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BUENOS AIRES: Argentine farmers are shrugging off high soy prices and hanging onto all the beans they can this season in a bid to avoid exposure to the country’s anemic peso currency, even as rival growers in Brazil and the United States rush to sell.

The trend hits just as Argentina needs export revenue to help dig itself out of recession while COVID-19 cases spike and uncertainty abounds ahead of October congressional elections. Farmers fret that the vote might set the stage for increased government intervention in the agricultural markets.

The official peso rate has meanwhile swooned 29.6% in the 12 months through Thursday to 92.4 per dollar. With this kind of currency volatility, Argentine farmers have decided a bean in the bag is better than a peso in the bank.

“Our currency is soy. We cannot rely on the peso,” said Francisco Santillan, a grower in the bread-basket province of Buenos Aires.

Argentina is the world’s top supplier of soymeal livestock feed used to fatten hogs and poultry from Europe to Southeast Asia. But as of March 31, farmers had sold only 31% of their soon to be harvested 20/21 soybeans, the government says. At the same point last year, sales of the 19/20 crop were at 37%.

Soy and corn prices are at around seven-year highs as global supplies tighten. Last year at this time, Argentine farmers were getting about $220 per tonne of soybeans. Now it’s at about $330 per tonne.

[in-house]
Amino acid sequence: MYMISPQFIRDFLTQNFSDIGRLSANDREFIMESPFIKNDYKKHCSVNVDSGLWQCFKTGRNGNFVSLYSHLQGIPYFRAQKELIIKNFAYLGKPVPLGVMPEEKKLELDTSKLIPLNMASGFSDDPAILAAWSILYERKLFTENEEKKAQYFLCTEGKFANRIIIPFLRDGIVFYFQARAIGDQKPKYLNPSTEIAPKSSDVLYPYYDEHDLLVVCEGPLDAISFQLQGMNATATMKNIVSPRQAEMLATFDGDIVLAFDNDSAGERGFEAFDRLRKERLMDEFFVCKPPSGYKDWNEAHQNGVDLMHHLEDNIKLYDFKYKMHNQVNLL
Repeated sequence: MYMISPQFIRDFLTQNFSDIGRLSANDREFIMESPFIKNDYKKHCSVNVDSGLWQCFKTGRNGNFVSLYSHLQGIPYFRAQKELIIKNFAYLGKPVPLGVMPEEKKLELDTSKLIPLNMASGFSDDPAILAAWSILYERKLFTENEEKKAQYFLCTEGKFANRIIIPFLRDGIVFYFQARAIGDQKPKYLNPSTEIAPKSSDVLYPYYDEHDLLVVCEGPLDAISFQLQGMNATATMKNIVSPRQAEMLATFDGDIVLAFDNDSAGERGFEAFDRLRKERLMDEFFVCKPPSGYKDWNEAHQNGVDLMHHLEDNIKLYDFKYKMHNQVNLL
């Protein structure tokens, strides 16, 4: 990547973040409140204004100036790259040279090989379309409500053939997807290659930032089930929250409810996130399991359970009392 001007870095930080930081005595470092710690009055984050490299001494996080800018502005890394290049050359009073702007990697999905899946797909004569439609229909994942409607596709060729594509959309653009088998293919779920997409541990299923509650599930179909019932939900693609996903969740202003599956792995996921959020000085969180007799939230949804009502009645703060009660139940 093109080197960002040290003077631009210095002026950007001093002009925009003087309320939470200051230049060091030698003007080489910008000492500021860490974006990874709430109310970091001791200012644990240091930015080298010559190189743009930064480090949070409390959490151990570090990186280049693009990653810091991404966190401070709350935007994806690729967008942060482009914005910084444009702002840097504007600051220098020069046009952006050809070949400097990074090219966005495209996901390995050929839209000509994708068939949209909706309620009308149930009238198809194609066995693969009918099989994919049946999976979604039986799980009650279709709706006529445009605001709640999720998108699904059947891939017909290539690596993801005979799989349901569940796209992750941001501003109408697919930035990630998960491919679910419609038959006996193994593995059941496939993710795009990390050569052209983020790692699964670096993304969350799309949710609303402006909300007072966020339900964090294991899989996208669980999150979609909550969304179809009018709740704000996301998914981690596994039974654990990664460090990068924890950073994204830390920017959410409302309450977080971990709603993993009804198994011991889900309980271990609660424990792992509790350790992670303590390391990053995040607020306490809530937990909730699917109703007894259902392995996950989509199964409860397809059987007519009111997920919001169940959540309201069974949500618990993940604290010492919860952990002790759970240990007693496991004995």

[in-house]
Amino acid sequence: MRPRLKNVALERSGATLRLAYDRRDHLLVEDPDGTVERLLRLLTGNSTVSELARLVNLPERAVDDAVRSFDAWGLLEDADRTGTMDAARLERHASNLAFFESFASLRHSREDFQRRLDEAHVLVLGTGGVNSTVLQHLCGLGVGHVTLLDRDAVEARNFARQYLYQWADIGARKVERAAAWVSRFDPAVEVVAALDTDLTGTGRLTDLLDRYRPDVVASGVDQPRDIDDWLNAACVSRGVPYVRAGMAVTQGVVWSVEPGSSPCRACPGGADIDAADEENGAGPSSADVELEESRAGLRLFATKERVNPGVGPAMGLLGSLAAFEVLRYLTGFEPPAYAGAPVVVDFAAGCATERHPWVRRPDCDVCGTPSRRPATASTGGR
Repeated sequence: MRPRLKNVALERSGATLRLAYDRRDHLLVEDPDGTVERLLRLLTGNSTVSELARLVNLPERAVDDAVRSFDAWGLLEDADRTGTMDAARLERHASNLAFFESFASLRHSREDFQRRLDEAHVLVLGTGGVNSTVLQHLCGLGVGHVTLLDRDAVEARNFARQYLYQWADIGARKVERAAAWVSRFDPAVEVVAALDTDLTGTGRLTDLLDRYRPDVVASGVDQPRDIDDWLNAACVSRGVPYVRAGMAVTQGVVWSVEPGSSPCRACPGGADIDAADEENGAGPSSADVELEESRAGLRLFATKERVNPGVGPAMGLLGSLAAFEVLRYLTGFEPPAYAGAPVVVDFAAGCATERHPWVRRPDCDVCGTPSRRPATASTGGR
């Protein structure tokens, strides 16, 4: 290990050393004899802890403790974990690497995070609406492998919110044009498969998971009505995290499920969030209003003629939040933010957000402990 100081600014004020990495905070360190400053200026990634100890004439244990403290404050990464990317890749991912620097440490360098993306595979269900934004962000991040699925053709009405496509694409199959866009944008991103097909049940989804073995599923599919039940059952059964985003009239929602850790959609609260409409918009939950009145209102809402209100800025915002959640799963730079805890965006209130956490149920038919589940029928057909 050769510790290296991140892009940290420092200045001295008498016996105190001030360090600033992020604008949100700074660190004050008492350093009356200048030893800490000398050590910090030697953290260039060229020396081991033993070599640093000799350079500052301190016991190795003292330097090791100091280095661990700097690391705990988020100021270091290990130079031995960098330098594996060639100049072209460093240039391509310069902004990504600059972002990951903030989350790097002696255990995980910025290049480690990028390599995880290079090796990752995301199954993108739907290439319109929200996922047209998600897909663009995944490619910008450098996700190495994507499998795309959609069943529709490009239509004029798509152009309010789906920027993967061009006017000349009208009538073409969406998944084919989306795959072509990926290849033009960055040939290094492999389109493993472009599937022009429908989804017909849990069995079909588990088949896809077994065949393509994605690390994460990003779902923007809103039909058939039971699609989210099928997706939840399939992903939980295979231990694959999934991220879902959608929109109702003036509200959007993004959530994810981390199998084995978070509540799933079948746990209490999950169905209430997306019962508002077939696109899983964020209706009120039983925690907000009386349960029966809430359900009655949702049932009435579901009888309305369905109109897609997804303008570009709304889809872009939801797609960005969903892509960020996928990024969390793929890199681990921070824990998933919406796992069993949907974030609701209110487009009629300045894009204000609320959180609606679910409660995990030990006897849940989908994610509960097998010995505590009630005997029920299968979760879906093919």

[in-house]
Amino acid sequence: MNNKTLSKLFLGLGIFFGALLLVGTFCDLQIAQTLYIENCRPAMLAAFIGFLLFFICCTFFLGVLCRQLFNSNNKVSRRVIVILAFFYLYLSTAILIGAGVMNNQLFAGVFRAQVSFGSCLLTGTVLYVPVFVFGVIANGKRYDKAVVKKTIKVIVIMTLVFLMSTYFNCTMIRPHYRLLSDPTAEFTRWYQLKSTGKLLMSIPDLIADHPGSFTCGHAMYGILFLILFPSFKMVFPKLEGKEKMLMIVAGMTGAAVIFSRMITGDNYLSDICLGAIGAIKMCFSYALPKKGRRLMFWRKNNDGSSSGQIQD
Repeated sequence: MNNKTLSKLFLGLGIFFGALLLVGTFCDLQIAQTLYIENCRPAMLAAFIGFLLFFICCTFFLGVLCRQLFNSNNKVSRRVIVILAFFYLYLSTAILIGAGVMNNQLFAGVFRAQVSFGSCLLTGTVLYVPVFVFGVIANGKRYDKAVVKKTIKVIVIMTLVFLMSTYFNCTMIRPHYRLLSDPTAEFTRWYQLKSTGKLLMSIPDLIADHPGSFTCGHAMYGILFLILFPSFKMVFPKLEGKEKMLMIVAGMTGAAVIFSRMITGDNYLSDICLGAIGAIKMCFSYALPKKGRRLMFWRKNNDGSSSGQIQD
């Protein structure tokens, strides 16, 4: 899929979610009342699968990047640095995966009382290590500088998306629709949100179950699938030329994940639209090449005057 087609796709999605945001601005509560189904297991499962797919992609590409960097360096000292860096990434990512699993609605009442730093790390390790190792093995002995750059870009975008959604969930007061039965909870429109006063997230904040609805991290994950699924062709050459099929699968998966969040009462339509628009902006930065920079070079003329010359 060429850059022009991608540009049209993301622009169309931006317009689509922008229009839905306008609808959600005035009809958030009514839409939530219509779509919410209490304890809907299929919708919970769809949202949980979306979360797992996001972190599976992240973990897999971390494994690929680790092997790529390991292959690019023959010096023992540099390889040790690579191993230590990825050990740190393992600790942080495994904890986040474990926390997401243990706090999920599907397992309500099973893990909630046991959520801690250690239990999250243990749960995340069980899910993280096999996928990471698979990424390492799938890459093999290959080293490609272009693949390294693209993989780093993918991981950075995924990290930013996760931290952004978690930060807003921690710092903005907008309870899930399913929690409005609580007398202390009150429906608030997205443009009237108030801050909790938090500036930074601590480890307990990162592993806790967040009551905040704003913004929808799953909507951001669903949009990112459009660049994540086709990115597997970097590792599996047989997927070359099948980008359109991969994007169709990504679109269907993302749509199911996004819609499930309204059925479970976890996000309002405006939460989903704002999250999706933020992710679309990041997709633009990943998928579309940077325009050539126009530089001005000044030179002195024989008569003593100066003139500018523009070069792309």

Farmers in top global producers Brazil and the United States have eagerly sold crops to lock in good prices.

Brazil farmers sold 66.6% of estimated soy output through April 2, well above a 57.1% five-year historical average for the period, consultancy Datagro said. It projects Brazil soybean output at 135.48 million tonnes in the 2020/2021 crop year.

One grain dealer in the United States, which is on an opposite growing cycle from South America, said some farmers are selling up to half of their next crop before even planting.


Santillan nonetheless said he and his neighbors in the Pampas grains belt are piling soybeans into long, white plastic silo bags that have come to dot the countryside. They are only selling as much as necessary to get cash to pay bills.

The local soy crushing industry is not expecting strong farmer selling this year. “Very much to the contrary,” said a trader with a major international export firm who, in line with company policy, asked not to be named.

“Uncertainty is keeping farmers from selling because when they sell, what do they do with the money? Save in pesos? Not one farmer in this country wants to do that,” the trader said.

The Argentine soy crushing industry is operating with an idle capacity of 46%, with peaks of 50% or higher last year, according to the CIARA-CEC crushing and export company chamber. “The problem is the level of uncertainty, particularly on the exchange rate over the coming months,” said CIARA-CEC chief Gustavo Idigoras.

Farmers were jolted early this year when the agriculture ministry proposed an increase in export duties and a clampdown on shipments of some grains. It backed off the plan after an outcry from exporters.

“We encourage the government to give full certainty that there will be no more intervention during the 2020/21 season regarding export taxes, export limits or any other kind of measure that would go against farm production,” Idigoras said.

Argentina currently slaps a 33% export tax on soybeans, 31% on soymeal and soyoil, 12% on corn and 12% on wheat.

Slow selling is not the only factor putting downward pressure on expected Argentine soy exports. A drought on the Pampas last year and in early 2021 prompted the Buenos Aires and Rosario grains exchanges to cut their 2020/21 soy harvest forecasts to 43 million and 45 million tonnes, respectively.


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